English Dispatch

The English Dispatch of The Centre for Sustainable Food Systems at UBC Farm

Alex Pomeroy first came to the UBC Farm as a practicum student in 2019, joining the field team in January 2020 as a field coordinator managing alliums, potatoes, cucurbits and legumes and spent one year with the chickens. He just left the Farm and Canada for London, where his partner is pursuing her Master’s in Music Psychology. In these dispatches, Alex is sharing his impressions on the agricultural landscape in the UK, as he moves from field work to pursuing policy and community work in food.

Alex Pomeroy at an English pub.

Alex Pomeroy at an English pub.

Two Days in Oxford

January 2023

As it happens, the novelties have not entirely worn off. I presently sit inside Oxford Town Hall for the opening of the Oxford Real Farming Conference. Oxford, England – home to the oldest English speaking university in the world. Yesterday my partner Shelby and I took a “coach” two hours up the “motorway” from London – granted about 45 minutes of that was simply getting out of the city. We had initially planned for a shorter, more scenic ride on the train, but the RMT (Union of Rail, Maritime and Transport Workers) were on strike, one of a number of short periods of industrial action since the middle of December. The response from current Tory PM Rishi Sunak has ranged from attempts to undermine the power of the strikes, permitting employers to bring in scab workers, and most recently, proposing anti-strike legislation which would allow public agencies to sue unions and fire employees who refuse to work – a move deemed likely illegal by the general secretary of the RMT, Mick Lynch. Workers from multiple public services including postal workers, nurses and border control have been taking similar action, demanding fair compensation and improved working conditions. I stand in solidarity with public sector workers in the UK, as I begin to navigate the social and political contexts of my new home. I believe this period of unrest critically shines a light on the experiences of migrant farm-workers in Europe, facing exploitative “contract-in-origin” policies, tying them to a specific farm (not too dissimilar to Canada’s TFW program, allowing workers to change employers but requiring them to reapply for a work permit). Even worse, undocumented workers experience horrible working conditions and pay, all while living in constant fear of deportation.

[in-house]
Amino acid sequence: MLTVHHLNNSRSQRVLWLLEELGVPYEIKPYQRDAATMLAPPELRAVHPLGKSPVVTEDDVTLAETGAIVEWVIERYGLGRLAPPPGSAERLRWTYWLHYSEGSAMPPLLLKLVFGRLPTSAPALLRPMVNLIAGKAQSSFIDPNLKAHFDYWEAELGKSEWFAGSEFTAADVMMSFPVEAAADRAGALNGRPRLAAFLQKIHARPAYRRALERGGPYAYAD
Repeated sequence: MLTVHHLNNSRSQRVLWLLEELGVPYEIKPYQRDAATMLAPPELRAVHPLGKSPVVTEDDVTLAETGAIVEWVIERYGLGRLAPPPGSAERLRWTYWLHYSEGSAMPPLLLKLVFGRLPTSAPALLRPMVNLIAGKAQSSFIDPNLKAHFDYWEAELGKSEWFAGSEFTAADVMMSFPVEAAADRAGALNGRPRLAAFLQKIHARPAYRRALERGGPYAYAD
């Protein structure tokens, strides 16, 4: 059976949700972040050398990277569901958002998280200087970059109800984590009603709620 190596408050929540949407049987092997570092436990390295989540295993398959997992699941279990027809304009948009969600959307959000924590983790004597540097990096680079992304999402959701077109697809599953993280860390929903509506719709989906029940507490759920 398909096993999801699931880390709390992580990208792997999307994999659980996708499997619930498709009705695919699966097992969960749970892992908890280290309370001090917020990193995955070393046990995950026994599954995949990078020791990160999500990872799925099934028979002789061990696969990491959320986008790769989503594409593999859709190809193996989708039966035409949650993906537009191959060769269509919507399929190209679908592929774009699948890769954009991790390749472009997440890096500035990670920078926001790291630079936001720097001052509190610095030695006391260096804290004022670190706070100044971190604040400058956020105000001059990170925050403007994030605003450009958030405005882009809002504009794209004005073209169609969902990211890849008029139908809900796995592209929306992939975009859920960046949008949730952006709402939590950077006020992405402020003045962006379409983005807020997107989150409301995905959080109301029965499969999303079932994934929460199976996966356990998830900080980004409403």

Wolvercote Common, Oxford. Grazing has been recorded here since at least 1086 – with many disputes regarding commoners’ rights over the centuries.

Anyways, back to the conference. I admittedly wake up in our hotel room with a bit of a headache, as we took in what the city had to offer last night, checking out some very old pubs and sampling local flavors. There was an incredible array of speakers (including Vandana Shiva) on topics ranging from gene editing (“GM’s with good PR” – Liz O’Neill / Director of GM Freeze), land struggles and agri-reform, the state of food policy in the UK, mass incarceration and prison abolition, and the plight of migrant workers in Europe. Speakers from a group called Cradle Community and the Landworkers Alliance spoke on those last two topics and I felt particularly fired up upon leaving the sessions. I was shocked to learn that there is a genetic technology bill currently going through Parliament, which if passed, would deem an organism not GM (including animals) if a gene edit made in a lab “could” have occurred in nature. Gene editing claims to be more targeted and precise, but as Liz O’Neill reminded us, it is crucial to recognize that precision does not equate to accuracy. One of the main takeaways from this panel including Dr. Shiva, was that contrary to the claims made by big agribusiness, we do have an abundance of food. The problem is with unequal access, and the fact that so much of what is produced is commodified for animal feed and biofuel (eg. soy and corn). One proposal put forth by The Land Magazine in their 2023 manifesto, to address the high costs and difficulties of obtaining organic certification, would put the burden of labeling on “farmers who employ chemicals or other ecologically suspect practices” rather than on small-scale organic growers. While this does not seem likely or feasible, it sure is a nice thought. I met some fascinating folks and the experience has begun to help me narrow down the type of work I want to find here in the UK, as well as fields of postgraduate studies I wish to pursue. Lastly, I want to thank Dakota Varen for recommending that I check out this conference!


Alex Pomeroy